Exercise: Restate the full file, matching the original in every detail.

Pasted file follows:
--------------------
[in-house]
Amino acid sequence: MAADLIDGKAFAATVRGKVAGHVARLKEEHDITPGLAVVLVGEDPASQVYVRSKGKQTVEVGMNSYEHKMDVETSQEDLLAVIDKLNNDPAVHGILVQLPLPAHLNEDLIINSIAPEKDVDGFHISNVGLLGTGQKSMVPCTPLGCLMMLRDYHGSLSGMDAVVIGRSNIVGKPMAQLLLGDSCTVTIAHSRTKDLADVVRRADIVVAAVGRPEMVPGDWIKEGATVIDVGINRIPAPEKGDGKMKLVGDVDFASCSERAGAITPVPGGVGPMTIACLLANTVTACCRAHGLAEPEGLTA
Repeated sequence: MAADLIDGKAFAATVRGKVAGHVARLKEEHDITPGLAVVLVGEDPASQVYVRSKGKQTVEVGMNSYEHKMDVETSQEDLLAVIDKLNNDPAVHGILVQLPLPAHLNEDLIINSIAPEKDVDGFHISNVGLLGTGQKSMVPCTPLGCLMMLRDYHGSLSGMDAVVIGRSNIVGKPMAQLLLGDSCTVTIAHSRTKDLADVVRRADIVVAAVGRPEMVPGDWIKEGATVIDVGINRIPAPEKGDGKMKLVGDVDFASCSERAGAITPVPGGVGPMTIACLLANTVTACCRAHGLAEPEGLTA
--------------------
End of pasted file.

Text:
[in-house]
Amino acid sequence: MAADLIDGKAFAATVRGKVAGHVARLKEEHDITPGLAVVLVGEDPASQVYVRSKGKQTVEVGMNSYEHKMDVETSQEDLLAVIDKLNNDPAVHGILVQLPLPAHLNEDLIINSIAPEKDVDGFHISNVGLLGTGQKSMVPCTPLGCLMMLRDYHGSLSGMDAVVIGRSNIVGKPMAQLLLGDSCTVTIAHSRTKDLADVVRRADIVVAAVGRPEMVPGDWIKEGATVIDVGINRIPAPEKGDGKMKLVGDVDFASCSERAGAITPVPGGVGPMTIACLLANTVTACCRAHGLAEPEGLTA
Repeated sequence: MAADLIDGKAFAATVRGKVAGHVARLKEEHDITPGLAVVLVGEDPASQVYVRSKGKQTVEVGMNSYEHKMDVETSQEDLLAVIDKLNNDPAVHGILVQLPLPAHLNEDLIINSIAPEKDVDGFHISNVGLLGTGQKSMVPCTPLGCLMMLRDYHGSLSGMDAVVIGRSNIVGKPMAQLLLGDSCTVTIAHSRTKDLADVVRRADIVVAAVGRPEMVPGDWIKEGATVIDVGINRIPAPEKGDGKMKLVGDVDFASCSERAGAITPVPGGVGPMTIACLLANTVTACCRAHGLAEPEGLTA